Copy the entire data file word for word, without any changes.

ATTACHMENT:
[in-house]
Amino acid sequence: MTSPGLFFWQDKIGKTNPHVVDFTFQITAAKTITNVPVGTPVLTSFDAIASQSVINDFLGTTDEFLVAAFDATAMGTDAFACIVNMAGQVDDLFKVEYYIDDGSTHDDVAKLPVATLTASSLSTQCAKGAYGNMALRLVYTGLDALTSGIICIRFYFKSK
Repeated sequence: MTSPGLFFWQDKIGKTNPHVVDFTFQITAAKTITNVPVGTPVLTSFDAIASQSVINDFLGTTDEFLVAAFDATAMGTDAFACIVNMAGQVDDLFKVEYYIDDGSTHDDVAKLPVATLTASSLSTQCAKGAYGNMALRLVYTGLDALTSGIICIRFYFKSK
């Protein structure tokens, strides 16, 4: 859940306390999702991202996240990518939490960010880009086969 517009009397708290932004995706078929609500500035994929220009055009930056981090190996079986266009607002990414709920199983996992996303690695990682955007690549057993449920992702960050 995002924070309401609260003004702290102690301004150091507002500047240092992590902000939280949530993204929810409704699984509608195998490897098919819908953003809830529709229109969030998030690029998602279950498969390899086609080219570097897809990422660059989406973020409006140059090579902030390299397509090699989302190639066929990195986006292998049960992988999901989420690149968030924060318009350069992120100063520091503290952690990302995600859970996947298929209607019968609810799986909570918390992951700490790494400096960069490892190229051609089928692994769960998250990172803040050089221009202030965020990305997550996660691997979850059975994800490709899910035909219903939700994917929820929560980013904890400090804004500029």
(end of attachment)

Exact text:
[in-house]
Amino acid sequence: MTSPGLFFWQDKIGKTNPHVVDFTFQITAAKTITNVPVGTPVLTSFDAIASQSVINDFLGTTDEFLVAAFDATAMGTDAFACIVNMAGQVDDLFKVEYYIDDGSTHDDVAKLPVATLTASSLSTQCAKGAYGNMALRLVYTGLDALTSGIICIRFYFKSK
Repeated sequence: MTSPGLFFWQDKIGKTNPHVVDFTFQITAAKTITNVPVGTPVLTSFDAIASQSVINDFLGTTDEFLVAAFDATAMGTDAFACIVNMAGQVDDLFKVEYYIDDGSTHDDVAKLPVATLTASSLSTQCAKGAYGNMALRLVYTGLDALTSGIICIRFYFKSK
């Protein structure tokens, strides 16, 4: 859940306390999702991202996240990518939490960010880009086969 517009009397708290932004995706078929609500500035994929220009055009930056981090190996079986266009607002990414709920199983996992996303690695990682955007690549057993449920992702960050 995002924070309401609260003004702290102690301004150091507002500047240092992590902000939280949530993204929810409704699984509608195998490897098919819908953003809830529709229109969030998030690029998602279950498969390899086609080219570097897809990422660059989406973020409006140059090579902030390299397509090699989302190639066929990195986006292998049960992988999901989420690149968030924060318009350069992120100063520091503290952690990302995600859970996947298929209607019968609810799986909570918390992951700490790494400096960069490892190229051609089928692994769960998250990172803040050089221009202030965020990305997550996660691997979850059975994800490709899910035909219903939700994917929820929560980013904890400090804004500029």